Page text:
They have also stressed changing the church's ``anthropology'' to include more positive images of women, and changing liturgical language to eliminate gender references.
But Catholic women in Africa, Asia, and Latin America, often consider such issues to be contrary to their cultural traditions or irrelevant in the face of more urgent concerns of poverty and civil strife.
In Colombia, South America, widespread poverty and a sharp drop in the number of new priests has compelled women to assume new pastoral roles, according to Sister Alicia Zea Gomez, a Colombian nun who heads a 1,500-member order of Franciscan sisters.
``In the towns and villages where there are no regular priests, the sisters often distribute communion,'' said Sr. Gomez. In addition, ``women have begun institutes to help the orphans, the poor, the widows, the drug addicts.''
In desperately poor Sudan in Africa, the role of Catholic women is shaped by the current civil war and the traditional practice of polygamy.
Many women who had been second and third wives are rejected by their husbands after conversion to Christianity. Yet these women cannot marry again in the eyes of the church without committing adultery, Sudan's Archbiship Gabriel Zubeir Wako says. When such women do remarry, they are considered to be breaking church law and are prevented from receiving church sacraments, he said.
Archbishop Wako urged that church officials study the issue of polygamy from ``the point of view of mercy.''
In Asian countries, traditional roles are still adhered to, and Christianity has found it difficult to win converts from Buddhism and Hinduism. Asian Catho- lics often reflect these traditional values.
``It is a woman's proper nature to be a helper, to give support, as the model of the Virgin Mary shows us,'' says Sister Paz Yuriko Kuriyama, a Japanese nun who is president of a Catholic-run women's college in Tokyo. ``Why are American women so interested in things like whether they can become priests?''
Sr. Kuriyama said only 10 of the 1,500 women attending her college choose to become Catholics in a given year. This reflects a Japanese tendency to stay ``free'' of institutional religious practice, she said.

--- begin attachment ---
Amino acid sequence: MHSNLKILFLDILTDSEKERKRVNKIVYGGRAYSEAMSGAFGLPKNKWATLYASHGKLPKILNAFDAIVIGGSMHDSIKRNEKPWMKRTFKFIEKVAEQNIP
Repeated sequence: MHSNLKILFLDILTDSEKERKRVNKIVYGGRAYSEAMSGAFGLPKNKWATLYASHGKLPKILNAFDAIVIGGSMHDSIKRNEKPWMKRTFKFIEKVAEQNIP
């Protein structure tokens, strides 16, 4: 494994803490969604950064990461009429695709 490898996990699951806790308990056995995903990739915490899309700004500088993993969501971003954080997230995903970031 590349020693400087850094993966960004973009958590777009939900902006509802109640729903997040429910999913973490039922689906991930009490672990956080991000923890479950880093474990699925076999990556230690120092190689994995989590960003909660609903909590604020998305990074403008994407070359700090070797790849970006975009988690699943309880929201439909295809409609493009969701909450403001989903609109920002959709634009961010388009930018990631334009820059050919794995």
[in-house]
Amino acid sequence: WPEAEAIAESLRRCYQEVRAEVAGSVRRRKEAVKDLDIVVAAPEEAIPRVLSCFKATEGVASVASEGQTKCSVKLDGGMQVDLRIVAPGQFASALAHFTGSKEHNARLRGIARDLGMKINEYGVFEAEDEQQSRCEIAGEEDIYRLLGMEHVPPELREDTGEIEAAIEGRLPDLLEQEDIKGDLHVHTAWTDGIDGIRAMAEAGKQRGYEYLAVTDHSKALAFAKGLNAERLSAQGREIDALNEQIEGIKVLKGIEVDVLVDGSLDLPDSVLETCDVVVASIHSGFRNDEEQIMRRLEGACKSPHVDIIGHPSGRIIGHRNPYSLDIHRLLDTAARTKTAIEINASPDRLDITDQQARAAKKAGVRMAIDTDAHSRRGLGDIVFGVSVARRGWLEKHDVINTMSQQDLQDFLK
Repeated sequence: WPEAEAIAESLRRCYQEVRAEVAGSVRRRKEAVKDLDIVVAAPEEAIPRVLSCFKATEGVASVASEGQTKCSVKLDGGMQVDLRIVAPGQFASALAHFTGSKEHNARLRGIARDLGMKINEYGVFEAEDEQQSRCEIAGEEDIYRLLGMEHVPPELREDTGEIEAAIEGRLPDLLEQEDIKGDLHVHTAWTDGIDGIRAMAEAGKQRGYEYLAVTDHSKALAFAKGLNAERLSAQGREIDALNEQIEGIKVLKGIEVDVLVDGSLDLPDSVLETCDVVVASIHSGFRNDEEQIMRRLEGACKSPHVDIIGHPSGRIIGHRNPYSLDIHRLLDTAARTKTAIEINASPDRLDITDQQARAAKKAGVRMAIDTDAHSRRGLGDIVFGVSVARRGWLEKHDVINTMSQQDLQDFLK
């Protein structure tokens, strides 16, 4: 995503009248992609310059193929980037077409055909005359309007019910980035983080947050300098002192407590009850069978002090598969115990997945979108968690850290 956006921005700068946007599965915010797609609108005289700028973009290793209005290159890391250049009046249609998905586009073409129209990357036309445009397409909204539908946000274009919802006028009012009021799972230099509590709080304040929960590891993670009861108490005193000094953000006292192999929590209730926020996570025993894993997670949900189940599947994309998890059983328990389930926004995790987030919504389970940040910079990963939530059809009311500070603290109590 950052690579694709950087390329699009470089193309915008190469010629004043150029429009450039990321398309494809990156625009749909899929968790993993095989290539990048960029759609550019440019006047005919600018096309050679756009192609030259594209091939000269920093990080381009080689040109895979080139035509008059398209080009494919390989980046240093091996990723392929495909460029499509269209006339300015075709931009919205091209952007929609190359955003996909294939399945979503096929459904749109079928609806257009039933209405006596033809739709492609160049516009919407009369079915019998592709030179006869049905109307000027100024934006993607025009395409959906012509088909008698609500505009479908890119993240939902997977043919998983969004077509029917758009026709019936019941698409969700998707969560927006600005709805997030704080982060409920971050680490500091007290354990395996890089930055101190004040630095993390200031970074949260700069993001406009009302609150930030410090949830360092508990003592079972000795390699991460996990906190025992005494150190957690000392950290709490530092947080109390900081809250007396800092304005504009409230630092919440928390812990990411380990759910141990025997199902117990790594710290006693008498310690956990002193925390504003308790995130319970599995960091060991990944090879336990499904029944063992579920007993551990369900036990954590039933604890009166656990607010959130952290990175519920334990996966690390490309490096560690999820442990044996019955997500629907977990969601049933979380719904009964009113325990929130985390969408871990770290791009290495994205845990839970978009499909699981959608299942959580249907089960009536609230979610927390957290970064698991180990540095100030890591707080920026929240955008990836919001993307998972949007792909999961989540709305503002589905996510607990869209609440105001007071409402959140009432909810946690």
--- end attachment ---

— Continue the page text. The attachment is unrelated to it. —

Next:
``Women's liberation'' issues are focused on more by American and European women.
``The problem of women in the church is that there is a one-sided anthropology which views women as deficient,'' says Sister Mary Glenn, an American.
The church's position opposing artificial birth control has perhaps been the most divisive issue among Catholics in the West. Recent polls show a majority of Catholics in the United States do not follow the teaching of the church in this area.
Abortion has proved to be a divisive issue in the West, as pro-life lobby groups, often Catholic, doggedly battle increasingly liberal abortion laws, which some lay Catholics support.
Because of the firm conviction of the church on this issue, the signing of a ``pro-choice'' petition by 24 American nuns, which appeared in the New York Times on Oct. 7, 1984, became a highly publicized news event. The nuns have been asked by the Vatican to retract their statement or be expelled from their orders.
Some Catholics fear that this diversity of opinion on the role of women could lead the church hierarchy to remain conservative or silent on women's issues at the Vatican Synod on the Laity that is planned for 1987.